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Italy and India: Petty, Not Pretty

Giarre, Italy

I’m writing this in English because I don’t like Italy on this issue.

The use of “we” is sarcastic, whereas the use of “I” is serious.

So close in the alphabetical list of countries, so far apart with all the rest. Generalization: Italians know nothing about India and Indians know nothing about Italy. Sure, Slumdog Millionaire and Bollywood are known in the Mediterranean peninsula, as much as pizza and La Dolce Vita are in the South Asian peninsula. However, the first I came across people from India, or with a strong Indian family background, was not that long ago, when I first arrived in California. Then I realized that I was precisely like the Italians I just criticized: ignorant. First, I could not locate anything on a blank map of the Indian sub-continent. Second, I knew nothing about the culture, the food, the music, and the customs. So I reacted, as usual, by stretching open my eyes and ears as much as possible in order to listen and understand more about this whole world unknown to me.

While mine was a voluntary learning experience – that, to be fair, I did not take too far – the Italian public nowadays is being forced into learning toponyms, watching archival footage of a faraway land, and staring at mute speeches of Indian politicians. The journalist’s voice runs over the video report spelling out the same names and information over and over, because there is nothing else to talk about than a legal dispute between an Italian tanker and an Indian fishing boat.

The Events, Briefly

Two members of the Italian army were arrested with the accusation of having killed two Indian fishermen on February 15. The Italian’s side defense is as follows: The Italian tanker sent warnings to the approaching boat, which did not respond. So, for fear of being attacked by pirates, as it had been happening frequently, from the Italian cargo a few warning shots were directed in the whereabouts of the boat, without actually hitting the boat (they were “warning” shots, after all!). Moreover, the Italian side argues that the whole incident took place in international waters, i.e. outside the limits where Indian jurisdiction would be competent for dealing with the case.

The Indian side counters all these affirmations. The arrest had a clear charge, murder. The Italian soldiers are held in prison and will face a trial because they are accused of having killed two Indian fishermen without warning in Indian waters. According to this version, there’s little to be done for the Italian Minister of Foreign Affairs, who has been traveling to India and sending countless envoys to save Italy’s face in the case.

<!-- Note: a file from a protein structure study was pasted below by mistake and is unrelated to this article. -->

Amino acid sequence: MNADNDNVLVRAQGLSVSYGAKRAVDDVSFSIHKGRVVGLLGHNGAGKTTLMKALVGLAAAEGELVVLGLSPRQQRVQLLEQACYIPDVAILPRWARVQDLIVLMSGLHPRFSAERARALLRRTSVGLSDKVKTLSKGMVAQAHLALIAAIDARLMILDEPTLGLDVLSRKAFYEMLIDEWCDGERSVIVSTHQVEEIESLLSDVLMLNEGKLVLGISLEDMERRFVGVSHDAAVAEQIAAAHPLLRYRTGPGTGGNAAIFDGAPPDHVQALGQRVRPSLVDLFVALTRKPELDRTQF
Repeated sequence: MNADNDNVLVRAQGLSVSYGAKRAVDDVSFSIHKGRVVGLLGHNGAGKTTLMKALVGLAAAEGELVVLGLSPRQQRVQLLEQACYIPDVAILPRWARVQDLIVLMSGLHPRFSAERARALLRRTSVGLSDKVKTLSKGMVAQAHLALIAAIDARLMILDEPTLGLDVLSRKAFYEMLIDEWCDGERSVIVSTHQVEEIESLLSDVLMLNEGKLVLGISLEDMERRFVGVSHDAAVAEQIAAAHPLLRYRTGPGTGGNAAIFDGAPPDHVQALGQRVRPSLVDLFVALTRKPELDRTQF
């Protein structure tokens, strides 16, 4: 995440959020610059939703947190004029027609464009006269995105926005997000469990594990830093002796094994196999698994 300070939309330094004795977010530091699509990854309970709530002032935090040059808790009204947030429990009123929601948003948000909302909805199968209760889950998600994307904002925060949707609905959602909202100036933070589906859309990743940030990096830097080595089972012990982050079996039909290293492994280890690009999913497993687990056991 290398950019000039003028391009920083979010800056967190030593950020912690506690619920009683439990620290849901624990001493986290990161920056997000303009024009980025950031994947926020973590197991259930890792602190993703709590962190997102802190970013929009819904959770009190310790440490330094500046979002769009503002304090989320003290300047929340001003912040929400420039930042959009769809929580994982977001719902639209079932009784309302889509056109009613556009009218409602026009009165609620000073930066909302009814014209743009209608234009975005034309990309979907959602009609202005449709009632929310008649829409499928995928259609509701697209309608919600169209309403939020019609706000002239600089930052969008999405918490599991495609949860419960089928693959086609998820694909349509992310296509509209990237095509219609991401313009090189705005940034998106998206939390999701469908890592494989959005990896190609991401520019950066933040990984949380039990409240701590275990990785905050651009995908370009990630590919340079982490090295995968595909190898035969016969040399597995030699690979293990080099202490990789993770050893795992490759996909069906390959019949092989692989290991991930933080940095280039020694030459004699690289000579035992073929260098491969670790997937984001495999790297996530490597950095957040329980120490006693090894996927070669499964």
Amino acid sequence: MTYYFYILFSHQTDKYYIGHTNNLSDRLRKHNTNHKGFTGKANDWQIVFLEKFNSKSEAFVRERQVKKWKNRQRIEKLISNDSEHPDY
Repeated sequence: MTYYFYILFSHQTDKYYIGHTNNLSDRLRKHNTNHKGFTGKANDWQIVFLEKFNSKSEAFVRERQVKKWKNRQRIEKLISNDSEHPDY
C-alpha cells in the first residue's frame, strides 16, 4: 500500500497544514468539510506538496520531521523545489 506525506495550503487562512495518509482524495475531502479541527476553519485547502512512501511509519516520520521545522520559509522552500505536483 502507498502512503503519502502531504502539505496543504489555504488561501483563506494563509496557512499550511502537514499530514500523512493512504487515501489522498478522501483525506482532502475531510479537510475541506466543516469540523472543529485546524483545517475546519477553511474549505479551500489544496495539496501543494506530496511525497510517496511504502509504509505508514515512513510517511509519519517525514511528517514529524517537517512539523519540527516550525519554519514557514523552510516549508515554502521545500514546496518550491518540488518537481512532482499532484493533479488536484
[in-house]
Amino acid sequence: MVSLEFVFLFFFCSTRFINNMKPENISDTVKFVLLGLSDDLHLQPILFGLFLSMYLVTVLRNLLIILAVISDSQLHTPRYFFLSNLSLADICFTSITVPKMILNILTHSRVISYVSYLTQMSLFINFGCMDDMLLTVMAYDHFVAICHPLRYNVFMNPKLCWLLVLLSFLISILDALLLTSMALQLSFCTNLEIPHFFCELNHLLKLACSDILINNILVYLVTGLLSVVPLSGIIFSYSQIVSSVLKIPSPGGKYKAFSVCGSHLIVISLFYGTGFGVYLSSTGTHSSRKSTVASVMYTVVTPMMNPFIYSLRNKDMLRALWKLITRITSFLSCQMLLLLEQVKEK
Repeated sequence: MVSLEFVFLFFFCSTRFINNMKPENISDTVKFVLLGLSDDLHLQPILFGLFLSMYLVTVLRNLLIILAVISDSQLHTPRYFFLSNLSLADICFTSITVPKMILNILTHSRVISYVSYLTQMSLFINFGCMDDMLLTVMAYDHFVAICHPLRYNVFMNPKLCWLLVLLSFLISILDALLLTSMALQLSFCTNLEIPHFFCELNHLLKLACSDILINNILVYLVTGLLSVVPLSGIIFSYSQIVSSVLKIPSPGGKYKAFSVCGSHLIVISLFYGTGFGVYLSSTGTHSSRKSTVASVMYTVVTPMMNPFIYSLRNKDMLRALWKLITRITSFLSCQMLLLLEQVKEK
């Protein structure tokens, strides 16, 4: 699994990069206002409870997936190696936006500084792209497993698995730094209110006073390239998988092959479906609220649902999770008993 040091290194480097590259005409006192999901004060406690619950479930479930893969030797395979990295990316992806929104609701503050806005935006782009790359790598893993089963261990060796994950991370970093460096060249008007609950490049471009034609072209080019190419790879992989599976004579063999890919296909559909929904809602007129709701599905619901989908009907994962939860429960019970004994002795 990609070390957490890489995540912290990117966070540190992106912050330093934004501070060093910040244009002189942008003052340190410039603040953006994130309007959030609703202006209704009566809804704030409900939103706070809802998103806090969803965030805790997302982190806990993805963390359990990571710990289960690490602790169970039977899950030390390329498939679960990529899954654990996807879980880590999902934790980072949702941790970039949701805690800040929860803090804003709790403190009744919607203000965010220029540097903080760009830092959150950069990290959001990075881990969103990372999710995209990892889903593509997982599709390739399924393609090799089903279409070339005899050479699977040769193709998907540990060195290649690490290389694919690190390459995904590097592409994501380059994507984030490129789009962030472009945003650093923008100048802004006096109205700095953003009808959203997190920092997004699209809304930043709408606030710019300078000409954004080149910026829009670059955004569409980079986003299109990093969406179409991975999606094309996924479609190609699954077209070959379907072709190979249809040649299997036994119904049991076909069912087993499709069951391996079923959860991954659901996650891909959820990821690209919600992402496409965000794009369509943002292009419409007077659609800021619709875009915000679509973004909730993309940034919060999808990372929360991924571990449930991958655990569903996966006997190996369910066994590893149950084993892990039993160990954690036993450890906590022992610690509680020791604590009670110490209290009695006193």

Then there’s another possible explanation: The Italian tanker intercepted a pirate ship and fired against it, either hitting the innocent fishing boat or just provoking a deroute to the pirates who then shot on the fishermen. Italian journalist have declined the possible war of religion (the fishermen were Catholic) and the monstruous alien’s explanation. Personally, I am very thankful for the latter responsible stand.

What We Won’t Hear (As Much) In Italy

The Financial Times reports that today, February 27th, a file was opened by Indian authorities on alleged irregularities from Finmeccanica, a defense industry giant company. Italy and its government have high stakes in Finmeccanica and if the helicopter deal worth $560 million is to be voided, it would be a harsh blow at this evergreen Italian business. Italy has gained the favor of  many dictators and some military-thirsty countries by providing with cutting-edge defense tools.In 2010, Finmeccanica won a bid over Sikorsky, a US firm, for the supply of helicopters.

State-controlled Finmeccanica has gone through dire times lately, when its chairman and his wife (who chaired a subsidiary company) were induced to resign over allegations of corruption and nepotism. Further clouds to its reputation would surely obscure its market position in India and force “shrimp steps” away from a fast-growing and interesting country. Factoring out the whole (petty) discussion about nuclear weapons, the Italian attitude looks like the one that induced the pulling out from Iran, which will prove unfortunate and myopic in the upcoming years.

Face It, Our Country Is Petty

Italians: we are one percent of the world’s population and we feel that Ancient Rome, Dante, and our culinary and filming abilities will save us from the world’s oblivion of our existence. India is unknown to Italians (and the West altogether, if I may) although it represents a big chunk of the earth and about a quarter of the population. By no means I regard a society so stratified, so reliant on religion, so divided as a “democracy”, be such term intended in its “Western” meaning or in its original one. However, India is taking giant steps towards the economic leadership of the world. Not so different from China in its “let them do politics, we’ll make money”-approach, it is going to be a clear protagonist of this century.

Conversely, Italy might just watch its own sunset with this skirmish. The traditional, twentieth century power, and former colonizer succumbs in a few diplomatic quarrels to the emerging power and still doesn’t know what to do about it. While going through the desert of power demise, Italy found itself naked, without a camel or a guide. This is a clear sign that Italy’s say in the global community has lost the power that Rome had struggled to regain after World War II. Let’s go learn about the real subjects of tomorrow’s world order, instead of sitting in grey-haired Western political clubs.

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